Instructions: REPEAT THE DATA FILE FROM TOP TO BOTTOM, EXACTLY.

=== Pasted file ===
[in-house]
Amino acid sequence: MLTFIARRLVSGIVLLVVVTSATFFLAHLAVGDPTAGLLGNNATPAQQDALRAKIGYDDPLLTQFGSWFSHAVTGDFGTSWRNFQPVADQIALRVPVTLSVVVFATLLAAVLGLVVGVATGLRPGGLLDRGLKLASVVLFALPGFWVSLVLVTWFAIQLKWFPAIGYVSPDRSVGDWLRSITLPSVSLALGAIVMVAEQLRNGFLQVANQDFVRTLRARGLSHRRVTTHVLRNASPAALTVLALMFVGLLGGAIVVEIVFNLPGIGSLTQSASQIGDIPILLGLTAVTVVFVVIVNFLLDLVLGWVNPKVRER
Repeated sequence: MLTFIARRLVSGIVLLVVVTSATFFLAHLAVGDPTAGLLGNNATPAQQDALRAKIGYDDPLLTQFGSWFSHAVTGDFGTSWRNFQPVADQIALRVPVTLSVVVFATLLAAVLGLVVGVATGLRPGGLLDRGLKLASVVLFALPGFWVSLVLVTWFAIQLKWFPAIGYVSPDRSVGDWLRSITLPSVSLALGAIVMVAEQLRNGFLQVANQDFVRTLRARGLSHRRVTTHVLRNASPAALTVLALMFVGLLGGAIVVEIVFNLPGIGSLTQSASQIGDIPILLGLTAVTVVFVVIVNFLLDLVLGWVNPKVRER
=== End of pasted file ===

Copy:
[in-house]
Amino acid sequence: MLTFIARRLVSGIVLLVVVTSATFFLAHLAVGDPTAGLLGNNATPAQQDALRAKIGYDDPLLTQFGSWFSHAVTGDFGTSWRNFQPVADQIALRVPVTLSVVVFATLLAAVLGLVVGVATGLRPGGLLDRGLKLASVVLFALPGFWVSLVLVTWFAIQLKWFPAIGYVSPDRSVGDWLRSITLPSVSLALGAIVMVAEQLRNGFLQVANQDFVRTLRARGLSHRRVTTHVLRNASPAALTVLALMFVGLLGGAIVVEIVFNLPGIGSLTQSASQIGDIPILLGLTAVTVVFVVIVNFLLDLVLGWVNPKVRER
Repeated sequence: MLTFIARRLVSGIVLLVVVTSATFFLAHLAVGDPTAGLLGNNATPAQQDALRAKIGYDDPLLTQFGSWFSHAVTGDFGTSWRNFQPVADQIALRVPVTLSVVVFATLLAAVLGLVVGVATGLRPGGLLDRGLKLASVVLFALPGFWVSLVLVTWFAIQLKWFPAIGYVSPDRSVGDWLRSITLPSVSLALGAIVMVAEQLRNGFLQVANQDFVRTLRARGLSHRRVTTHVLRNASPAALTVLALMFVGLLGGAIVVEIVFNLPGIGSLTQSASQIGDIPILLGLTAVTVVFVVIVNFLLDLVLGWVNPKVRER